SACS examines UVA’s governance in wake of Sullivan controversy

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The University of Virginia. Photo:  Dan Addison/UVA Public Affairs The University of Virginia. Photo: Dan Addison/UVA Public Affairs

Nearly six months after UVA’s Board of Visitors caused an uproar among students and faculty for ousting President Teresa Sullivan, the Southern Association of Colleges and Schools Commission on Colleges has issued a warning to the University about its governing practices. The UVA community and its accrediting organization agree that, despite the Board’s decision to retract Sullivan’s forced resignation, its secretive governing tactics were a breach of trust and a direct violation of SACSCOC’s principles.

Sullivan has spent most of the time since her ouster and subsequent reinstatement forging a new status quo, and in the meantime SACSCOC has been reviewing governance issues at UVA since the summer. According to SACSCOC President Belle Wheelan, the organization will send a visiting team to Grounds in early 2013.

According to a letter sent last Tuesday from Provost John Simon to the University community, the SACSCOC Board of Trustees determined that UVA was not in compliance with a core requirement and comprehensive standard regarding board governance and faculty roles. Simon’s letter reminded the University that the Board of Visitors recently adopted revisions to its manual to clarify procedures for electing and removing presidents, and plans to include faculty more directly in future board deliberations.

But SACSCOC conceded the compliance warning is not a substantial threat to UVA’s accreditation.

“They’ve developed a process they said they’ll use from now on. But they haven’t used it yet. Until they do, they’re still out of compliance,” Wheelan said. “But I don’t expect UVA to lose their accreditation.”

UVA initiated a strategic planning process, which is designed to examine its current state and imagine a new future. The plan will assess strengths and weaknesses in every corner of the University, and according to a letter from Sullivan posted on the strategic planning website, it should be inclusive and continuous.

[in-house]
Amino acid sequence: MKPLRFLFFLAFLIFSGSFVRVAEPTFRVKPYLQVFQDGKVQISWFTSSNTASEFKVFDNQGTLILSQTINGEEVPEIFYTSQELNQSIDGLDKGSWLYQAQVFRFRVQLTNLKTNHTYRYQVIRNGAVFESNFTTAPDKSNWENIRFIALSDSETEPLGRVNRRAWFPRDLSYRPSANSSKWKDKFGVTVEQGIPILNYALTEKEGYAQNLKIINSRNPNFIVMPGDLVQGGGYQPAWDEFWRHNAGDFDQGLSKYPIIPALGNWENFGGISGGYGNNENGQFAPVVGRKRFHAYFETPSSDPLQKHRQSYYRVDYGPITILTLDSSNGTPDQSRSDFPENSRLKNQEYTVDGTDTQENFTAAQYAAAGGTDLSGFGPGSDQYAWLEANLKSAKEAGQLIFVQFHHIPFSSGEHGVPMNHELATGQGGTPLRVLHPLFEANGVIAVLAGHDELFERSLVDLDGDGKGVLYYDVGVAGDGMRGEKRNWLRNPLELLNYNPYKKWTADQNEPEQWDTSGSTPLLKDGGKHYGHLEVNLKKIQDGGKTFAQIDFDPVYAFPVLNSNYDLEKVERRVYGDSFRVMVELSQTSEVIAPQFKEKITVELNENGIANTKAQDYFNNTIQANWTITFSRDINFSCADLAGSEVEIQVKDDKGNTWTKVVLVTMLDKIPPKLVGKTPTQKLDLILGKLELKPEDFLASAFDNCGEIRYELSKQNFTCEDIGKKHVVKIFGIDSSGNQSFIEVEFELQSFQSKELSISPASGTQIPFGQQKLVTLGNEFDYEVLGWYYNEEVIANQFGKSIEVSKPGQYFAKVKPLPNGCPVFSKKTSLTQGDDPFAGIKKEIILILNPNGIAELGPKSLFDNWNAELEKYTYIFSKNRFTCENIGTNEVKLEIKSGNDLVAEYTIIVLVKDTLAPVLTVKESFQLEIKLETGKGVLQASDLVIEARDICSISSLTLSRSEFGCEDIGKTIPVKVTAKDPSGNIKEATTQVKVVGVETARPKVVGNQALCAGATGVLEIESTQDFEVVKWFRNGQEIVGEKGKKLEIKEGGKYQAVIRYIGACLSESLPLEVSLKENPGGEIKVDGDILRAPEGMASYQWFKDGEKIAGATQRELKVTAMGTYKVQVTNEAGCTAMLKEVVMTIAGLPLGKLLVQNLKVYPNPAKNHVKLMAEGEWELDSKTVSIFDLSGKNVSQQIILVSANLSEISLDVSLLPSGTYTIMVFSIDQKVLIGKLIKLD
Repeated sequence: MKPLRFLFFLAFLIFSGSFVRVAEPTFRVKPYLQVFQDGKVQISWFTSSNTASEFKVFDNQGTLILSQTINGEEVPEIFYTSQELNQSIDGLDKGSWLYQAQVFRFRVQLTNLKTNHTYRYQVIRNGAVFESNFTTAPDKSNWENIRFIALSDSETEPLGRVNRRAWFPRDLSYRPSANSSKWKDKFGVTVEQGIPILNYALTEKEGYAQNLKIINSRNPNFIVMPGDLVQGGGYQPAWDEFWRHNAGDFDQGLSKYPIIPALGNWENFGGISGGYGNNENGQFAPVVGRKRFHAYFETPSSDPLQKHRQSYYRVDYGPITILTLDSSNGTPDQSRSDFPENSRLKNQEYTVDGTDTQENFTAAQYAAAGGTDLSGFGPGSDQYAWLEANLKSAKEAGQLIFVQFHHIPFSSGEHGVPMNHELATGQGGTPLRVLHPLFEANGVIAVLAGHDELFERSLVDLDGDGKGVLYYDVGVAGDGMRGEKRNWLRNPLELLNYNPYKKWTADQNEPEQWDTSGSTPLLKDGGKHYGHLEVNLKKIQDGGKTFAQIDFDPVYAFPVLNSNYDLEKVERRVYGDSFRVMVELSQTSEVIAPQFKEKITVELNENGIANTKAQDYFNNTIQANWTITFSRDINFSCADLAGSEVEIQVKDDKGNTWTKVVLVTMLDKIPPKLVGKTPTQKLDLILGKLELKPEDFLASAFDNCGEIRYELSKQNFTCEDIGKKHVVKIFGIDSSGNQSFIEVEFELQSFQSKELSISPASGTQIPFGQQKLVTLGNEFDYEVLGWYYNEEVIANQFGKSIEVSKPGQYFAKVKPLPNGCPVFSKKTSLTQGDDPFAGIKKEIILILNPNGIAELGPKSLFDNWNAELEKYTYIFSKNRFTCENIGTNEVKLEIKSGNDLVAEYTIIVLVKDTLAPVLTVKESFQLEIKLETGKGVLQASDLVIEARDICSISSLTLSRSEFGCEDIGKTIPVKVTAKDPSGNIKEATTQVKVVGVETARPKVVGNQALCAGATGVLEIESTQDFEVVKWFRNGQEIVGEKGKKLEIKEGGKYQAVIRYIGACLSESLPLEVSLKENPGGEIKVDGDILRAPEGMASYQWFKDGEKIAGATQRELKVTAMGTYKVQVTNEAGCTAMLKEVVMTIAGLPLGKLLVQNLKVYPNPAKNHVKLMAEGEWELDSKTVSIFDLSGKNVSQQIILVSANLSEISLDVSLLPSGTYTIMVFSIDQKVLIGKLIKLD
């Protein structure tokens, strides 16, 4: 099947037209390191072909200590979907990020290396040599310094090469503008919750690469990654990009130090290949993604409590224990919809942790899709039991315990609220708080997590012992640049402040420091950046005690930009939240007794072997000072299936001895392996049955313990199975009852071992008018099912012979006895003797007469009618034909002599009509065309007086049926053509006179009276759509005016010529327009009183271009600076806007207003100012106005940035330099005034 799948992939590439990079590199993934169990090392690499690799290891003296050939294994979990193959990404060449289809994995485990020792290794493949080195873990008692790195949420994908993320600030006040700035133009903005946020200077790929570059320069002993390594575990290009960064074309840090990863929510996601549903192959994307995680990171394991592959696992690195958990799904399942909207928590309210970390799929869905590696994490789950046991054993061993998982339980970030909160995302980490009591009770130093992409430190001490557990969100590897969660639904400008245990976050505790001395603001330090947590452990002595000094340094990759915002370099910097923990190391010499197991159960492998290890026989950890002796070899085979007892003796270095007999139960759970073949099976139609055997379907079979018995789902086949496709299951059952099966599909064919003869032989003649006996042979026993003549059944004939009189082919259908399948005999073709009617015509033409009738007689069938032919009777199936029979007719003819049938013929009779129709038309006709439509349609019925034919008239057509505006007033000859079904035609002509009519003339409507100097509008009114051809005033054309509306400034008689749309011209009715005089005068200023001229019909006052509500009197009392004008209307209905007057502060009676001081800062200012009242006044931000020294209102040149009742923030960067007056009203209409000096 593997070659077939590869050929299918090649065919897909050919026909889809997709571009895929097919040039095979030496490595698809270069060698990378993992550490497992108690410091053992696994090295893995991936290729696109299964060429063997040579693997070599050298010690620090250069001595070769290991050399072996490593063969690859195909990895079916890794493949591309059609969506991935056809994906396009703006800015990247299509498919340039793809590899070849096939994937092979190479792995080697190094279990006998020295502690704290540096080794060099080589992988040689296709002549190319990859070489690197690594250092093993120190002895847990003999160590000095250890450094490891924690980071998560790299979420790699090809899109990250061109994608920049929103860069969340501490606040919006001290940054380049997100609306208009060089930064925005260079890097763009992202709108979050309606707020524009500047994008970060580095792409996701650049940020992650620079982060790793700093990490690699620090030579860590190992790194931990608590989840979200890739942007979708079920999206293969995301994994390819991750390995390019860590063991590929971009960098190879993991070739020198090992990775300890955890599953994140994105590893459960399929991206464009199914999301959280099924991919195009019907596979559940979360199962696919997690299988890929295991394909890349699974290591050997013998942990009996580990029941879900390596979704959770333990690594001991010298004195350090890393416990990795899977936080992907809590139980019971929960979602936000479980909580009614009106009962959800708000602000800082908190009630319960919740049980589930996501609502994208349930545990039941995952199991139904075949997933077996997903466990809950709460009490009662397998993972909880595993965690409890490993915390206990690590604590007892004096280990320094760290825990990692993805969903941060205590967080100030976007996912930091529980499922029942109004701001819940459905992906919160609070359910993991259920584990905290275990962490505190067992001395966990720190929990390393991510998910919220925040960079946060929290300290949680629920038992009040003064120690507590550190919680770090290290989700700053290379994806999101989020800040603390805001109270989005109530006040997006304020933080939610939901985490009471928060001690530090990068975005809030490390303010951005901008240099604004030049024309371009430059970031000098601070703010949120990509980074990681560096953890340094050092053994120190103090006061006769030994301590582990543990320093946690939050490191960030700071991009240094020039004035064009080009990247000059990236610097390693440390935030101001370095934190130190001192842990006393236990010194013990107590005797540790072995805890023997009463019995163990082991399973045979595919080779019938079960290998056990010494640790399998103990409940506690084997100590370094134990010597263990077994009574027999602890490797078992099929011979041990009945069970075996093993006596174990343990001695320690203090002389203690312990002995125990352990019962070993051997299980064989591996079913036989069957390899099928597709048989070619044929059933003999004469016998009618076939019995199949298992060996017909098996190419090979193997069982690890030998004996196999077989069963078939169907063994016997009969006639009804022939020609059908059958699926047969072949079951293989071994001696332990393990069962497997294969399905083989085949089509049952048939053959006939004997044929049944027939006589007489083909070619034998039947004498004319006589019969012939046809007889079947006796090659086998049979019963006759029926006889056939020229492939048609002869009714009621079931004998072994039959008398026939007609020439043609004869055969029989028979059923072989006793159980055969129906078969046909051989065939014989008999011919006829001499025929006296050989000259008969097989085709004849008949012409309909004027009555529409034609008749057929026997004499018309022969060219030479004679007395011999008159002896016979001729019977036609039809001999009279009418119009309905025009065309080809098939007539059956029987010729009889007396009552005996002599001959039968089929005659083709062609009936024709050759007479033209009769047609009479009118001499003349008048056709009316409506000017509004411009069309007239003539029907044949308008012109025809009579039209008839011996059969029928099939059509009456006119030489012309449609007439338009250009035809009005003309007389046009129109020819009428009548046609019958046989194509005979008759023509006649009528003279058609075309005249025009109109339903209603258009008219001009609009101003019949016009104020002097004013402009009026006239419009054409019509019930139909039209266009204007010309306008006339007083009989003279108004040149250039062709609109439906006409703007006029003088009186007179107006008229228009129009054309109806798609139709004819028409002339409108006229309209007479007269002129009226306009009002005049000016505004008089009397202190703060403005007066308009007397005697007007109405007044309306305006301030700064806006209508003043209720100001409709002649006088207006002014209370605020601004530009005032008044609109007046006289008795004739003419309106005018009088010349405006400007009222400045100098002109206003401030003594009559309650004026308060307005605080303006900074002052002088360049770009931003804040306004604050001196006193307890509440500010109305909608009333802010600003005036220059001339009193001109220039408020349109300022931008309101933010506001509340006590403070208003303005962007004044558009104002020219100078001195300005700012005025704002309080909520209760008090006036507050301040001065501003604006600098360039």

The process will include a number of open forums, available to students, faculty, staff, and community members, and will cover topics like faculty recruitment and community involvement with the University.

Last week’s forum was scheduled ahead of time and was not in response to the warning, but some in attendance certainly had the events and aftermath of this summer in mind during the discussion, and emphasized the importance of faculty and staff seats on the Board of Visitors. McIntire School of Commerce Dean Carl Zeithaml, who was selected in June as interim president after Sullivan’s removal from the position, led the forum, and asked participants to consider what UVA should look like in 2019, its bicentennial. Following 30 minutes of small group discussion and brainstorming, several University and community leaders stood up to share their thoughts on how far UVA has come and where it ought to go

Among discussion topics at Wednesday’s meeting was the concern that UVA governs itself too much like a business, and not enough like a community.

“Why do we use the term ‘stakeholder’ instead of ‘community member?’” said psychology graduate student Anup Gampa. “We need to get rid of the business language.”

American Association of Education President Molly Broad said that’s a legitimate concern.

“Perhaps the governance system that has served this country so well for centuries is under stress, in part because of the pace that change is occurring, and in part as a result of what appears to be an intrusion into academia with political or individual agendas,” she said.

Broad said colleges and universities are governed “in a very different way than probably any other kind of organization,” and that it’s really a balancing act. She said a university that loses its accreditation would not qualify for federal financial aid, and the loss could negatively impact the caliber of faculty willing to accept positions. But she agrees with SACSCOC’s Wheelan that UVA will likely not only retain its accreditation, but will quickly move forward.

“There are some really positive things that have come from this,” Broad said, like the faculty’s vocal support for Sullivan and the University’s overall determination to come up with a strategic plan.

“Given the steps that have been taken at UVA, this will certainly disappear from UVA’s agenda in a very short period of time,” she added.

Faculty and students agree that the University has made tangible steps toward recovery, but history professor Brian Owensby questioned whether or not UVA can move forward from the summer’s events with the current rector—Helen Dragas, the driving force behind Sullivan’s ouster—still in her position.

“The reputational damage to the University is profound,” Owensby said. “I traveled in Europe this summer, and I had people at European universities saying ‘What’s going on at UVA?’”

Even months later, he said colleagues and potential graduate students at conferences ask him about the University’s status.

“There is genuine concern over whether the University is being properly governed,” he said. “And the SAC’s warning—if there were any doubts left, there aren’t any more.”

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